Seattle, Washington-based Lumen Bioscience will work with the National Renewable Energy Laboratory (NREL) to engineer strains that grow in seawater, resist contamination and predation, and accumulate substantial amounts of energy-rich components. Lumen Bioscience is focusing on agricultural production of algae on otherwise non-productive land in rural eastern Washington State, with the ultimate goal of creating new agricultural jobs in that region.
El Cajon, California-headquartered Global Algae Innovations in partnership with Sandia National Laboratories, University of California at San Diego's Scripps Institution of Oceanography, and the J. Craig Venter Institute will deliver a tool for low cost, rapid analysis of algae pond microbiota, gather data on the impacts of pond ecology, and develop new cultivation methods that utilize this information to achieve greater algal productivity.
Los Alamos National Laboratory, working with San Diego-based Sapphire Energy Inc. at its Las Cruces, New Mexico, field site, will evaluate designed pond cultures containing multiple species of algae, as well as beneficial bacteria, to achieve consistent biomass composition and high productivity. This project will help the algal R&D community better understand these metrics at commercial scales.
The DOE Office of Energy Efficiency and Renewable Energy accelerates research and development of energy efficiency and renewable energy technologies and innovative solutions that strengthen U.S. energy security and economic vitality, while preserving our natural resources. The Bioenergy Technologies Office contributes to EERE's mission by working with industry, academia, and national laboratory partners on a balanced portfolio of research in algal biofuels technologies. (Source: US DOE, 11 July, 2017) Contact: DOE Office of Energy Efficiency and Renewable Energy, https://energy.gov/eere/office-energy-efficiency-renewable-energy; Bioenergy Technologies Office , https://energy.gov/eere/bioenergy/bioenergy-technologies-office;
Lumen Bioscience Inc., www.lumenbioscience.com; Sapphire Energy Inc., www.sapphireenergy.com; Global Algae Innovations, www.globalgae.com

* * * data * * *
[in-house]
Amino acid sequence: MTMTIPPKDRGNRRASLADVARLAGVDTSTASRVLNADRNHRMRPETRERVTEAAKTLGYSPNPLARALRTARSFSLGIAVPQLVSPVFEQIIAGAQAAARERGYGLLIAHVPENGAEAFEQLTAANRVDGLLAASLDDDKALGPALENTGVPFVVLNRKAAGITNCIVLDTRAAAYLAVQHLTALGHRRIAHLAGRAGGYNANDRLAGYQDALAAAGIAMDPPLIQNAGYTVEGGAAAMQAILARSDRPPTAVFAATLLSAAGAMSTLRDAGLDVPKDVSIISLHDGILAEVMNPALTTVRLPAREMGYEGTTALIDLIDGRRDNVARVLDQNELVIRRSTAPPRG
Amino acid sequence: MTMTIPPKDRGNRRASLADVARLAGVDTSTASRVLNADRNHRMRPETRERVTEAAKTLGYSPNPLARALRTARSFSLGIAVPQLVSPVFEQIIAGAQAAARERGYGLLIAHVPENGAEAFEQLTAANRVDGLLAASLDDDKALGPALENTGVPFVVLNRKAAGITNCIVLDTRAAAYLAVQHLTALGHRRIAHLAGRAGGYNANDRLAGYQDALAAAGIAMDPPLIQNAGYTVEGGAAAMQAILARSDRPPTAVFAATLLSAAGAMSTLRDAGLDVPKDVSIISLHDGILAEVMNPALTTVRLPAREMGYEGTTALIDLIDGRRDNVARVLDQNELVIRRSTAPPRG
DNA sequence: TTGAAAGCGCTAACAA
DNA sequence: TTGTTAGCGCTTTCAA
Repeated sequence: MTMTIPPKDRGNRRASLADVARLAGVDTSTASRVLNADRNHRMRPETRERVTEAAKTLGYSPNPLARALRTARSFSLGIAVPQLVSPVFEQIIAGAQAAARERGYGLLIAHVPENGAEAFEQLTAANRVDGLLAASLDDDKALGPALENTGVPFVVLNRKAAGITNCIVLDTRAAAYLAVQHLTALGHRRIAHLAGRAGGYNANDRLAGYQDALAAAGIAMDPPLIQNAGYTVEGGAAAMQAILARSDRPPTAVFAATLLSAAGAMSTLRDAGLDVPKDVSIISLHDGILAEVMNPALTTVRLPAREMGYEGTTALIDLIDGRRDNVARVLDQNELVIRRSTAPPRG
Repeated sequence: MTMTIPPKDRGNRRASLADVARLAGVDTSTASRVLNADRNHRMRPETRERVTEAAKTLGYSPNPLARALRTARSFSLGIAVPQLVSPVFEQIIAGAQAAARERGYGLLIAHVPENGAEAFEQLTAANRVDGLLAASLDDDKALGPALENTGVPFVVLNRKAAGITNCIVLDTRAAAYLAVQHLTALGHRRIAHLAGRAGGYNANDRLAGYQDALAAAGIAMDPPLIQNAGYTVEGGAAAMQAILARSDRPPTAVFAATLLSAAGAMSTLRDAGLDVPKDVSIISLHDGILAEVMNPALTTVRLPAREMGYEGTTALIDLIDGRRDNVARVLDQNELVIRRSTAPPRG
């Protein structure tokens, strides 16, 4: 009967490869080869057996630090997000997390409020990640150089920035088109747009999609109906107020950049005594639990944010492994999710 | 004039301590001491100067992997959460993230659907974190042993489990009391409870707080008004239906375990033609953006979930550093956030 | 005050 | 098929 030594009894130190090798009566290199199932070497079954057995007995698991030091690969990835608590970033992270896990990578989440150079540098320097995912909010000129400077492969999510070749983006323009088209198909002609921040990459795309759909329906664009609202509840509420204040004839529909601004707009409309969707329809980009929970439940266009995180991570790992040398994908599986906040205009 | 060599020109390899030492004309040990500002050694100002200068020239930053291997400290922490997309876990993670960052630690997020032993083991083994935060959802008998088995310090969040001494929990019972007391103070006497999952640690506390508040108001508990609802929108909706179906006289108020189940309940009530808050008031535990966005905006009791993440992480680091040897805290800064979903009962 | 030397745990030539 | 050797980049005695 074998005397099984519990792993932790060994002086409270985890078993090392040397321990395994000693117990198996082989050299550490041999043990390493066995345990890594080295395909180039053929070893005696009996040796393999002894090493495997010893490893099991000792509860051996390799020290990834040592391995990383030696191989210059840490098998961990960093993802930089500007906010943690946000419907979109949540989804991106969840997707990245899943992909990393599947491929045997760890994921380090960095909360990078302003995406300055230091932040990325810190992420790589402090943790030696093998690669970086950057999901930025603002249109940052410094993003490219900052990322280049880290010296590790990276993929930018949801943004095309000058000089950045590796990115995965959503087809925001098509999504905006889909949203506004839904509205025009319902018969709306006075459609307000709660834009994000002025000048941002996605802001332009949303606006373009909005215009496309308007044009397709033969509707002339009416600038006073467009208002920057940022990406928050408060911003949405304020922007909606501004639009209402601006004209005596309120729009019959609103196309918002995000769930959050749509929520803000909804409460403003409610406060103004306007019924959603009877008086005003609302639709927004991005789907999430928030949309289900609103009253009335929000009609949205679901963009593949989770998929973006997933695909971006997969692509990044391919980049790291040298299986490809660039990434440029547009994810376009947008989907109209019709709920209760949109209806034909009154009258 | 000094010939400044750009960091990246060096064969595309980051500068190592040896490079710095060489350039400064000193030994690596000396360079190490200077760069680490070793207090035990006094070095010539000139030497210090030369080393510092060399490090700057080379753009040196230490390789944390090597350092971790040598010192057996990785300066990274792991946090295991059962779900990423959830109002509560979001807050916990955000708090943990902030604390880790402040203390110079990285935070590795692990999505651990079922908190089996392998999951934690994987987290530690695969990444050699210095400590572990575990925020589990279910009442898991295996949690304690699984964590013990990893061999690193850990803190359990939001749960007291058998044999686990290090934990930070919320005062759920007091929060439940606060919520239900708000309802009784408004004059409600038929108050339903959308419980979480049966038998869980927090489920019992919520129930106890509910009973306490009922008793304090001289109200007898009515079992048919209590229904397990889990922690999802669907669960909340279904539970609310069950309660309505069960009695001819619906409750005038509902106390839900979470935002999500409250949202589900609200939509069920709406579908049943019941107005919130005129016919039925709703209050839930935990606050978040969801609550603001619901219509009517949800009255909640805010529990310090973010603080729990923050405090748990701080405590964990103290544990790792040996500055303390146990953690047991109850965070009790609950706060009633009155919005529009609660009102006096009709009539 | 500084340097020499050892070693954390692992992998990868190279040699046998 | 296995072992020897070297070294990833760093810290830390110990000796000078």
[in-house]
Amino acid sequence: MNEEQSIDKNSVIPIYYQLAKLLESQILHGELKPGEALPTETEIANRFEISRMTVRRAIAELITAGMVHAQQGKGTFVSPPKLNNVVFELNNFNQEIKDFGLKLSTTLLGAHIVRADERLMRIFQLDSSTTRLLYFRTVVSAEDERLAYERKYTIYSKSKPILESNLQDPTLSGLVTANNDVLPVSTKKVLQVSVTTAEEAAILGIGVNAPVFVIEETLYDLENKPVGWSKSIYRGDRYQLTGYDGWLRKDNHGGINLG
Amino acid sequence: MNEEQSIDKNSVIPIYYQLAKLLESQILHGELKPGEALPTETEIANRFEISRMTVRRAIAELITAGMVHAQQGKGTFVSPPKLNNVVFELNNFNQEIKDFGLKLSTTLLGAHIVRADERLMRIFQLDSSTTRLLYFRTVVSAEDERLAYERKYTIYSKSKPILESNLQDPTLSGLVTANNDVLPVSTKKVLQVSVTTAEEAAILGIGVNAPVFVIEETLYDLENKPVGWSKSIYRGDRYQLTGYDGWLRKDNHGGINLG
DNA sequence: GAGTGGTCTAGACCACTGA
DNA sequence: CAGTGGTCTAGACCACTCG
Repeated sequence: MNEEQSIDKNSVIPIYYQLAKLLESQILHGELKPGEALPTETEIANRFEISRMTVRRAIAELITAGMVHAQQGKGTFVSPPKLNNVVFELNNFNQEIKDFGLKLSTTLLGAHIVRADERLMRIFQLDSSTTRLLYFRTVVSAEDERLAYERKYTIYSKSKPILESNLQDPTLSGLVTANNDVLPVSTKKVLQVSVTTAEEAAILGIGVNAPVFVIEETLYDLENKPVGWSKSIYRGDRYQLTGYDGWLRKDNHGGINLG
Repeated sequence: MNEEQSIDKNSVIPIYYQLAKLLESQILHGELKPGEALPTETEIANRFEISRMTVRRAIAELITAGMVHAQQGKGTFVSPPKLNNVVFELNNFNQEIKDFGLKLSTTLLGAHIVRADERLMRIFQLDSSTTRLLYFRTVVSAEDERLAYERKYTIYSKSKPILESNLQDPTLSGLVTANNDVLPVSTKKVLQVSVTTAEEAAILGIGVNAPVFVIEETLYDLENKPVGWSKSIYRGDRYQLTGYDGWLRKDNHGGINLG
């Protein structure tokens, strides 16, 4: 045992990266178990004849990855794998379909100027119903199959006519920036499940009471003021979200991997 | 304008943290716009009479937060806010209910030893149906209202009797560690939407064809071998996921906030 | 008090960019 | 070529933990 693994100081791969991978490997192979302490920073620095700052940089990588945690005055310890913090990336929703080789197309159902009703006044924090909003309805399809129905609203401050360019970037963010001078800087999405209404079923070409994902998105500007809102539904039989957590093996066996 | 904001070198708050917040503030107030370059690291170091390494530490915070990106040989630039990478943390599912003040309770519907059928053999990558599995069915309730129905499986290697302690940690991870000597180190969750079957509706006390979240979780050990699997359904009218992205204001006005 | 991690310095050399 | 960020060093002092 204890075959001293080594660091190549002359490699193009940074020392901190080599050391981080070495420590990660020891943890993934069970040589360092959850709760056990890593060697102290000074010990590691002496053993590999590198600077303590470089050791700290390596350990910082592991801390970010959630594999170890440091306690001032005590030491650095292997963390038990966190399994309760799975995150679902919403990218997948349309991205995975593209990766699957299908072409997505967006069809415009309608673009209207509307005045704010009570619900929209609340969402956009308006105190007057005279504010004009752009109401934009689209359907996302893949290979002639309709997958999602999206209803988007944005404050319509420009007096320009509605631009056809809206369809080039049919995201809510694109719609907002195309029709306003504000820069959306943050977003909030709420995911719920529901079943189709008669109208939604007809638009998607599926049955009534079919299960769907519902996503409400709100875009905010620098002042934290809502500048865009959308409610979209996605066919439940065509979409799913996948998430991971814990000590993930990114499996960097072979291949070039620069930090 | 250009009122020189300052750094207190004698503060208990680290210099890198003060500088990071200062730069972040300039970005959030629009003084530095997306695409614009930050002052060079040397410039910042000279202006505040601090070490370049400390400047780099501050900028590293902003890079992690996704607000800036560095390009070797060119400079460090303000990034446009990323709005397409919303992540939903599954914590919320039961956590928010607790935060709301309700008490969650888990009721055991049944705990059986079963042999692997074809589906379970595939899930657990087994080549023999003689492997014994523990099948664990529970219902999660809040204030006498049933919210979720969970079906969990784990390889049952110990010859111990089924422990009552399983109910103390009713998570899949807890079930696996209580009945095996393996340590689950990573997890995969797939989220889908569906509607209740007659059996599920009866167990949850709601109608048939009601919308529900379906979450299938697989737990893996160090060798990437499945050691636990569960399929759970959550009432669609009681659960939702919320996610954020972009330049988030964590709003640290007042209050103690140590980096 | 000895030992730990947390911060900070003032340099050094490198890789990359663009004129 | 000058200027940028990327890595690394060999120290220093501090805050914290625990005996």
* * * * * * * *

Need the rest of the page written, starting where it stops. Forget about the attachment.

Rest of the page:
More Low-Carbon Energy News Algal Biofuels, Algae, Biofuel, Sapphire Energy, Lumen Bioscience ,
PNNL Researching Time, Cost Effective Algal Biofuels (R&D)
In Sequim, Washington, researchers at the Pacific Northwest National Laboratory Marine Sciences Laboratory are working to lower the cost of producing biofuels from algae by utilizing an indoor system that mimics the conditions of outdoor ponds. The project -- Development of Integrated Screening, Cultivar Optimization, and Validation Research (DISCOVR) -- is funded by the Bioenergy Technologies Office (BETO) and has created an integrated screening platform for the rapid discovery of high-productivity strains for resilient, year-round outdoor cultivation via crop rotation.
BETO's Advanced Algal Systems Program aims to demonstrate an algal biofuel intermediate yield of 2,500 gpy per acre by 2018 and 5,000 gallons per acre per year by 2022. The program also aims to cut the total production costs of microalgae biofuels to $3/gasoline gallon equivalent by 2030, with or without co-products.
Researchers are currently cultivating 30 strains of algae, which they will narrow down to the four most promising strains. Of the four strains the researchers will determine which have the highest oil, protein, and carbohydrate content, as well as other factors, such as bacterial resistance and potential for creating valuable co-products. The team will then compare the strains to two well-studied algae strains, and the top-performing strains will be further tested to identify the optimal algae strain for biofuel production.
(Source: PNNL, EIN PressWire, June, 2017) Contact: PNNL, (509) 371-6989, www.pnnl.gov
More Low-Carbon Energy News Alagal Biofuel, Algae, Biofuel, PNNL, BETO,